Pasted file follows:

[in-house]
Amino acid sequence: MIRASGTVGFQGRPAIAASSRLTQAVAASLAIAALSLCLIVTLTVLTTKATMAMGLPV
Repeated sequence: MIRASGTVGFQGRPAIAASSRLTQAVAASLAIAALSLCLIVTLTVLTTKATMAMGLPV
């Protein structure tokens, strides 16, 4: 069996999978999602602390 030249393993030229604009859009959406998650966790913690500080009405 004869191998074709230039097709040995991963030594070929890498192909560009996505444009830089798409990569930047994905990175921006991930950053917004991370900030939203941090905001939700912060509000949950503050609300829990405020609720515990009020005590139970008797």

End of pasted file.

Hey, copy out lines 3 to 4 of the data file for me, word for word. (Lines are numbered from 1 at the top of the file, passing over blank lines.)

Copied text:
Repeated sequence: MIRASGTVGFQGRPAIAASSRLTQAVAASLAIAALSLCLIVTLTVLTTKATMAMGLPV
């Protein structure tokens, strides 16, 4: 069996999978999602602390 030249393993030229604009859009959406998650966790913690500080009405 004869191998074709230039097709040995991963030594070929890498192909560009996505444009830089798409990569930047994905990175921006991930950053917004991370900030939203941090905001939700912060509000949950503050609300829990405020609720515990009020005590139970008797």